Travel Basics

So travelling is skill. When with other people it more certainly is a test and naturally sometimes a challenge. It is pure exhilaration and pure exhaustion. It’s something I adore — the prep, the packing, the productivity before you leave home. (I swear travelling makes you a more productive human! We always accomplish more in weeks leading up to a trip than any other time.)

And travelling with a baby is no exception. When I was pregnant and mentioned that travelling with our baby was hugely important, people would purse their lips and roll their eyes a little giving the “you just wait and see mama” look that people do before you’ve had a kid of your own, thinking that everything you love and do will just keep on keeping on the way it always has. Okay okay, I admit it. It IS different. But it is still possible.

So far, we’ve taken our seven month old to the London, on a road trip to visit family in the English countryside, camping in the national parks of Ontario, to Prince Edward Island, to Vancouver Island – moving around from the harbour city of Victoria to some of the Gulf Islands and on to the actual end of the Canadian landscape, Tofino. We’ve done, planes, trains, automobiles, boats and managed to not only keep this bambino alive, but also keep him interested and seemingly happy.

The pace I move has changed. That’s what I notice most about travel with a baby. That’s what I notice most about life with a baby. My days are non-stop and yet everything seems paused, movement slowed down to the speed with which a little-person desires. His rhythms and sleep (and poo!) guiding our every move. Where I used to plow through a list of everything that needed to be done in one day or pushing through a travel day driving across a three countries to make it to our destination before we sleep, now those things don’t happen. Because this pint-size dude tells us he’s done with the car and demands a nap making me focus on one errand or chore at a time. It’s slower. And simpler. And is probably the best thing that ever happened to my type-A go-go personality.

Besides the velocity shift (and the lack of sleeping in. Ever.) the only other thing that’s been an adjustment with travel has been adding another to my pre-occupation of feeling well while on the road.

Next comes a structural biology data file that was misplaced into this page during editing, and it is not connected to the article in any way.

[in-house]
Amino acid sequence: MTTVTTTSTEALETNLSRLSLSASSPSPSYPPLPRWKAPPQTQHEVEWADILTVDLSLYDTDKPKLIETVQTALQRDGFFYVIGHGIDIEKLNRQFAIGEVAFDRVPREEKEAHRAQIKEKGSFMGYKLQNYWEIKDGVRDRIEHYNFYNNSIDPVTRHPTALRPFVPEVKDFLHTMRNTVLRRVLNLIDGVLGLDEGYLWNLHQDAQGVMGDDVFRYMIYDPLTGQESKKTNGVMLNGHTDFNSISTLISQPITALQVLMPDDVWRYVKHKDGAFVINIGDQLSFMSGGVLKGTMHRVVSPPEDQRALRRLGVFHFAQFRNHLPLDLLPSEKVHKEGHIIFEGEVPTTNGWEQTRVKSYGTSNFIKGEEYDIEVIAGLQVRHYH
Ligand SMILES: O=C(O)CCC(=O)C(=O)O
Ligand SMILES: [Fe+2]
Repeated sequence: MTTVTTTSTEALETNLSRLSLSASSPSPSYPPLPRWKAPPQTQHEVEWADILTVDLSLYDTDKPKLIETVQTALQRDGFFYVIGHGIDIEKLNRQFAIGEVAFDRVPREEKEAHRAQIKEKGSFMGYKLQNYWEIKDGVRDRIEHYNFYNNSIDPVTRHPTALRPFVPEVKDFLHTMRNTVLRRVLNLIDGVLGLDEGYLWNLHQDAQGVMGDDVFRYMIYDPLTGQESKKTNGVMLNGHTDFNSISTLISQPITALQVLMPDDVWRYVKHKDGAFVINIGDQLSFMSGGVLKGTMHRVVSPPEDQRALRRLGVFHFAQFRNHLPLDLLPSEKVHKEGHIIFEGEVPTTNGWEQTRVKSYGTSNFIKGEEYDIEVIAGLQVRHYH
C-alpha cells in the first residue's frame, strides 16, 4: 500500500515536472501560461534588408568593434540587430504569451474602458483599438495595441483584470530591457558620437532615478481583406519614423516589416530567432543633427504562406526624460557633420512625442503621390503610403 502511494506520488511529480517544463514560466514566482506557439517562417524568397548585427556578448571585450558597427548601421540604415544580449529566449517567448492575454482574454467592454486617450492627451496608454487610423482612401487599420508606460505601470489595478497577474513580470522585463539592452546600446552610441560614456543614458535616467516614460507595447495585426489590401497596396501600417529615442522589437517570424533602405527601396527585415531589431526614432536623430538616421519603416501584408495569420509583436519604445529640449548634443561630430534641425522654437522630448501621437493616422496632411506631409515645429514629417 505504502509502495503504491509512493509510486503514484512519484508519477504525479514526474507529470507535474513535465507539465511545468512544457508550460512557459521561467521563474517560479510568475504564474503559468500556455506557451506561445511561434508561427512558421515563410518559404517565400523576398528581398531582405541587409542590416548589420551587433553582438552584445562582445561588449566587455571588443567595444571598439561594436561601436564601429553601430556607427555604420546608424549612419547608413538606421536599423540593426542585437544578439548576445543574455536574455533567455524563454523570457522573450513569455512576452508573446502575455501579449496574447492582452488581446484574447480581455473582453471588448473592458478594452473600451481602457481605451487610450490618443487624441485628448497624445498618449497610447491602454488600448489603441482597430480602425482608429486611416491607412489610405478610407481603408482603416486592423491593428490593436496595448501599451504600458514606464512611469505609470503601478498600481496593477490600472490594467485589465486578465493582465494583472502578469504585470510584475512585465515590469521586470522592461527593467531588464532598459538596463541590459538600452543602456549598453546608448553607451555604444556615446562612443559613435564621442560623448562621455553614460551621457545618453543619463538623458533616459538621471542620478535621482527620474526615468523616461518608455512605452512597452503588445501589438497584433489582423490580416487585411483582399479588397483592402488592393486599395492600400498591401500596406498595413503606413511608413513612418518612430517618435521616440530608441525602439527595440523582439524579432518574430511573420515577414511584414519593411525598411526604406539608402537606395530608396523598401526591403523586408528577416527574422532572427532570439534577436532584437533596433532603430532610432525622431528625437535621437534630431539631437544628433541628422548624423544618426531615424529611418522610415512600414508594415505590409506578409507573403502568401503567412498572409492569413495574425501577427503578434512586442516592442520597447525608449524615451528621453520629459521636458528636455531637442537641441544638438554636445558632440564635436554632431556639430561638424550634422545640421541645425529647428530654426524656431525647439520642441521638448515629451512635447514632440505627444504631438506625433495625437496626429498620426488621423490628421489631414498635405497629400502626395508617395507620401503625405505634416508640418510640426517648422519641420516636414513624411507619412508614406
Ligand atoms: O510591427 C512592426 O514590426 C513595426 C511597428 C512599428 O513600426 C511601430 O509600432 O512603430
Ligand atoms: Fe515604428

I am fairly sure that growing up travelling as a child learning how to stay healthy and feel good while away was the best preparation for travelling with an infant. The things that many people find tedious about travelling with a little one are things I’ve inherited from my parents. I think kids are so in the now (I’m hungry, NOW!) and we make them our priority — where we’ll sometimes skip packing healthy snacks and just grab whatever is around for us, we will always make sure we have backup snacks for our little-ones. I think that if we begin to learn how to nurture ourselves then doing the things to keep babies happy and healthy becomes less of a chore and more just second nature and all of a sudden the challenges of travel become not only manageable but enjoyable.  Here are my basics of travelling healthy (with or without a baby!):

  1. Bring snacks. All the snacks. Bring some in your luggage for while you’re away (ziplock bags of homemade energy bars, trail mix, dried fruit, rice cakes). Bring some for the voyage. A variety and more than you’d expect to need for the plane or road, somehow families get more snacky and hungry while travelling. I usually pack a picnic meal for
  2. Bring staples. Things you can cook in a pinch and have on hand to keep your digestion and health feel good. (Brown rice, umeboshi, miso, green drink, sea salt, popcorn.)
  3. Find a local market when you get there. Asian markets are great for finding a variety of greens and vegetables.
  4. Kitchen. If you can, have access to a small kitchen. It makes such a difference.
  5. Attune first, schedule second. Watch for your baby’s (or your!) cues more than the clock. When they are out of their normal time and space we can’t expect them to keep their normal schedule so I find a good rule of thumb is to connect with their state of mind and become attuned to what they are feeling, needing, wanting and rolling with it rather than thinking nap times and snack times will be according to a certain proper time.
  6. Move. Lets face it any form of activity or exercise makes you a better feeling (and looking!) human.
  7. Get outside. Our baby sleeps sounder, naps better and giggles sweeter when we’ve had outdoor time. And hey, so do I.
  8. Pause. Being out of your zone is the point and purpose of travel, so take your time —chill in that cafe a little longer, sip that almond latte a little slower and be here now.


Leave a Reply

Fill in your details below or click an icon to log in: Logo

You are commenting using your account. Log Out /  Change )

Google photo

You are commenting using your Google account. Log Out /  Change )

Twitter picture

You are commenting using your Twitter account. Log Out /  Change )

Facebook photo

You are commenting using your Facebook account. Log Out /  Change )

Connecting to %s